READING, Pa. — Stolmy Pimentel has a long frame and a smooth, effortless delivery.

It’s no wonder the Boston Red Sox are so high on the 21-year-old right-hander.

He made few mistakes Friday night, but Reading made him pay for them as the Phillies beat the Portland Sea Dogs 2-0 in an Eastern League game at blustery FirstEnergy Stadium.

The Eastern Division-leading Phillies (14-7) used a first-inning walk and a hit batter for an early run, and right-hander Josh Zeid and two relievers made it look big, shutting out the league’s top-hitting team on three hits.

Zeid pitched five hitless innings before leaving with back spasms. Michael Cisco followed with three innings, allowing two hits, and Phillipe Aumont closed it out for his second save.

Reading leads the league in runs scored, but all it managed after the first inning was a fifth-inning home run by Tuffy Gosewisch.

“Obviously, he’s got a lot of upside and we’re very excited about him,” Portland Manager Kevin Boles said of Pimentel. “He did a great job.

“Struggled early on, didn’t really have a feel for the zone in the first inning, but he settled in, got more aggressive, and was able to establish his fastball and then mix in his offspeed (pitches) when needed.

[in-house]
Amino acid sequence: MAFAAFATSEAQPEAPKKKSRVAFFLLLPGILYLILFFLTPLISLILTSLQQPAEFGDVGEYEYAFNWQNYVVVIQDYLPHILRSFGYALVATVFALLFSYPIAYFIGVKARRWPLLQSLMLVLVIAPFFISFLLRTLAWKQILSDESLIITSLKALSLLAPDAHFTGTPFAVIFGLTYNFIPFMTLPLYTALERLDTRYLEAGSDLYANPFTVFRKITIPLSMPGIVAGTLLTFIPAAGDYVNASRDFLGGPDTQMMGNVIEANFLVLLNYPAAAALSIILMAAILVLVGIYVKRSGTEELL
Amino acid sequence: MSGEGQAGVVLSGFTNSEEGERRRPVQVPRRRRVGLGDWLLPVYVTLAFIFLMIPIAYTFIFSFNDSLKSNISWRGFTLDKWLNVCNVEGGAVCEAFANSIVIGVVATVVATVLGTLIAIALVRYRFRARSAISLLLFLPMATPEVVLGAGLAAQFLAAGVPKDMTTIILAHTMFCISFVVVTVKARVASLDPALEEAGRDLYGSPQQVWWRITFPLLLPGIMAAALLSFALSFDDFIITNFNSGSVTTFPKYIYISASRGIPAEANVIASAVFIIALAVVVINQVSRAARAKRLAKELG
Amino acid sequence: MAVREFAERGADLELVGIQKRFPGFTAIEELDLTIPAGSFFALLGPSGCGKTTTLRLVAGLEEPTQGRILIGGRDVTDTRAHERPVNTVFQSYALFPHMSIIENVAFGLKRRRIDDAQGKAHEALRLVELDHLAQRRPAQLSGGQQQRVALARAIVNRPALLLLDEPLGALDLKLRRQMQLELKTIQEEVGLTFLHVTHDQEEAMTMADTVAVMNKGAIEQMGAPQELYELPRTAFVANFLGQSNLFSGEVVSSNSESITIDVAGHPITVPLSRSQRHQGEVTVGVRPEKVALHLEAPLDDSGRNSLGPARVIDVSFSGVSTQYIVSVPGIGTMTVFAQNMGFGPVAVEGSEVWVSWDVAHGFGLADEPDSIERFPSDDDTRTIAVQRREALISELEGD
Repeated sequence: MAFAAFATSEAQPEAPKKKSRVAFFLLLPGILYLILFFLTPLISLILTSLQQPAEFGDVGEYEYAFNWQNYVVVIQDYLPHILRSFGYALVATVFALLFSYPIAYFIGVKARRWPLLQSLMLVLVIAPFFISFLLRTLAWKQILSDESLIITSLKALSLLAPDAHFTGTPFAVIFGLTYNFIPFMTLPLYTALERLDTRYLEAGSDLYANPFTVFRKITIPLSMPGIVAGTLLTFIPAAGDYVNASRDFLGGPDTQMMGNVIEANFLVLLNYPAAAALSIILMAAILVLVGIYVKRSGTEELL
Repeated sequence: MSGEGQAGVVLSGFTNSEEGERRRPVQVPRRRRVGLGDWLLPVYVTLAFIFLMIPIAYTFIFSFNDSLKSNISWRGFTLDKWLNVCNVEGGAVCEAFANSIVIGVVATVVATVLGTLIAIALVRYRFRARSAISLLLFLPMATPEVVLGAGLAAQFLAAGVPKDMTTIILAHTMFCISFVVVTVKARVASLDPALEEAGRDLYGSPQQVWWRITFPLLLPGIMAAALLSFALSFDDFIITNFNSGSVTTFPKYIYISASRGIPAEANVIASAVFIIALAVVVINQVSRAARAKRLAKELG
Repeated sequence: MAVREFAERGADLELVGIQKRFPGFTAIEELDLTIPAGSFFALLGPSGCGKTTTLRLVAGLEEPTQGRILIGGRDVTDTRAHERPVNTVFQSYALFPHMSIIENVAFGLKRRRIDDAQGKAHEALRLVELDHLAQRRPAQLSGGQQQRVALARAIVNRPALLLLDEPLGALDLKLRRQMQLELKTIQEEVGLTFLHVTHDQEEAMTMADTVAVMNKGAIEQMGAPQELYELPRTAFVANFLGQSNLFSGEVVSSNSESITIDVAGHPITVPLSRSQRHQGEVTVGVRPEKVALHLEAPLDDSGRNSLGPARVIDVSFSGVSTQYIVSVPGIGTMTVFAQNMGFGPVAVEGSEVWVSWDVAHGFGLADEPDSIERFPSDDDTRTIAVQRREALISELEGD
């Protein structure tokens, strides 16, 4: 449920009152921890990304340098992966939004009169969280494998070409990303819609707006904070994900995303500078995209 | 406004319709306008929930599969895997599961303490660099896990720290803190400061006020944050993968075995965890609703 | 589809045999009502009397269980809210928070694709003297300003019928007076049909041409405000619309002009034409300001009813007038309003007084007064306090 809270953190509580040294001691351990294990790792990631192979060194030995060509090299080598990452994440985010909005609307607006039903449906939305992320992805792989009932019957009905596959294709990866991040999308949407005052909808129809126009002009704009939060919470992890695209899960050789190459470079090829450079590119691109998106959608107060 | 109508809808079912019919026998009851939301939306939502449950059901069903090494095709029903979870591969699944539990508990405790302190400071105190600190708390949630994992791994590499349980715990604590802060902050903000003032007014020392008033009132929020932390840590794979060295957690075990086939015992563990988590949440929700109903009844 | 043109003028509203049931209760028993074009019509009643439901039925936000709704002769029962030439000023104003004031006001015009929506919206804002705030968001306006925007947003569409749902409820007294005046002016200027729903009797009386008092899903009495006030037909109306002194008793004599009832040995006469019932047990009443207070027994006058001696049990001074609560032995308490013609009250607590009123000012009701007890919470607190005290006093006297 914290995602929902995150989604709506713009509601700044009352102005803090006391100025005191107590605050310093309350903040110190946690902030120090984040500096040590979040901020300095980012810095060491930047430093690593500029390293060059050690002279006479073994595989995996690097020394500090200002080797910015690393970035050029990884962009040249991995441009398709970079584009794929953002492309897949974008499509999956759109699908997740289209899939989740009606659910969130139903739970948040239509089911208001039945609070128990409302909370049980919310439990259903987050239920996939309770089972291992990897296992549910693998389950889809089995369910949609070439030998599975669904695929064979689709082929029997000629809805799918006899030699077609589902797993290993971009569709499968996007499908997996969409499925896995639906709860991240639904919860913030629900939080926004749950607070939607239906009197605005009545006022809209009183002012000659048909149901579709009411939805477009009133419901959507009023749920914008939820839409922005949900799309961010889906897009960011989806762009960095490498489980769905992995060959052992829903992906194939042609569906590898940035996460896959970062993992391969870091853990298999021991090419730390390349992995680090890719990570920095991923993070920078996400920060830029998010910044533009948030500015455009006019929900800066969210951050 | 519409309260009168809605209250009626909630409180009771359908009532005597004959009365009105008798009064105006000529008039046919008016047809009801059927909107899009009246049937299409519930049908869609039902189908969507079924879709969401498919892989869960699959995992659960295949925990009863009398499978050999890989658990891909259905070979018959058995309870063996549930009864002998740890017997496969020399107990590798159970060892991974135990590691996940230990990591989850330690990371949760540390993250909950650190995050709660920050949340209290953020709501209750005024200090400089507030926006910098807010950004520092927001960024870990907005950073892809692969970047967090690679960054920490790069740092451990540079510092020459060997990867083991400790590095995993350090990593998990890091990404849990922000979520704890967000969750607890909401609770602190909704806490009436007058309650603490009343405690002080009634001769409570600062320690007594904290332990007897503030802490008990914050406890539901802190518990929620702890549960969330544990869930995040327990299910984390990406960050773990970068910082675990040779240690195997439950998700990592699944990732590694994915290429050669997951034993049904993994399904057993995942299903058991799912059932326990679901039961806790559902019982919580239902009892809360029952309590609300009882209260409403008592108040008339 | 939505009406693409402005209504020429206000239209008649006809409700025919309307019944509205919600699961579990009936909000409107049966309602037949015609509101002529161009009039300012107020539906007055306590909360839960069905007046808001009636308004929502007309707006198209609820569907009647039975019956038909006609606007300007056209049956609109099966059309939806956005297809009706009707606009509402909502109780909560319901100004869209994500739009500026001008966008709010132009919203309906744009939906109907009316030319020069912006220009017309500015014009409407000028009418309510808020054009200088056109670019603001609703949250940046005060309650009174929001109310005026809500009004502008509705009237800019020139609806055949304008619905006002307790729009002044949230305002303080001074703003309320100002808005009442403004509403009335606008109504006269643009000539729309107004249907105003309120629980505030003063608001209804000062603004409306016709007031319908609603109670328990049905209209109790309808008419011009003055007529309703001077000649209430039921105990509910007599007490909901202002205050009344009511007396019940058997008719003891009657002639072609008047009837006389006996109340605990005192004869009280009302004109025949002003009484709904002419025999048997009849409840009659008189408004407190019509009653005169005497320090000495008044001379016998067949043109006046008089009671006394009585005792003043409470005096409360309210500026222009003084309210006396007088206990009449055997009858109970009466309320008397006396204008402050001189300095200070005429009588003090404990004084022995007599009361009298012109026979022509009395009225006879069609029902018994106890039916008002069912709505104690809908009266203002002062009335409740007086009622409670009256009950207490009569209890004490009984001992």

“He started off, didn’t really have a feel for it, then he was able to make that adjustment. That’s very impressive for such a young kid.”

Once Pimentel (0-3) got his curveball going he was outstanding. He ended struck out four over his five-inning stint, allowing four hits and just one walk — the leadoff batter in the first.

Pimentel followed that walk to Freddy Galvis by hitting Michael Spidale, and Matt Rizzotti grounded out to the right side to move up both runners.

Cody Overbeck got his league-leading 19th RBI when he sliced a liner to left for a sacrifice fly, allowing Galvis to score for a 1-0 lead.

It stayed that way as Zeid, who lost to the Sea Dogs (8-10) on opening day in Portland, mowed through the lineup.

The 24-year-old right-hander faced the minimum nine batters through three innings. With his back starting to tighten, he walked the first two batters of the fourth, Che-Hsuan Lin and Alex Hassan, before pitching out of the jam by retiring Tim Federowicz, Ryan Lavarnway and Jorge Padron.

The Sea Dogs didn’t get their first hit until the sixth, when Hassan, the league’s leading hitter, sliced a double to the wall in right-center off Cisco.

Padron had a one-out single off Cisco an inning later, and Lavarnway bounced a two-out single up the middle in the ninth.

That was it for the Sea Dogs, who came in leading the league with a .296 batting average after getting a season-high 14 hits Thursday against the Binghamton Mets.

“I thought the pitching was outstanding tonight,” Boles said. “You’ve got to give Zeid a lot of credit. He used both sides of the plate, used his mix.

“Same with the bullpen. The middle relief was quality, and you get to Aumont at the end, he’s got a power arm.”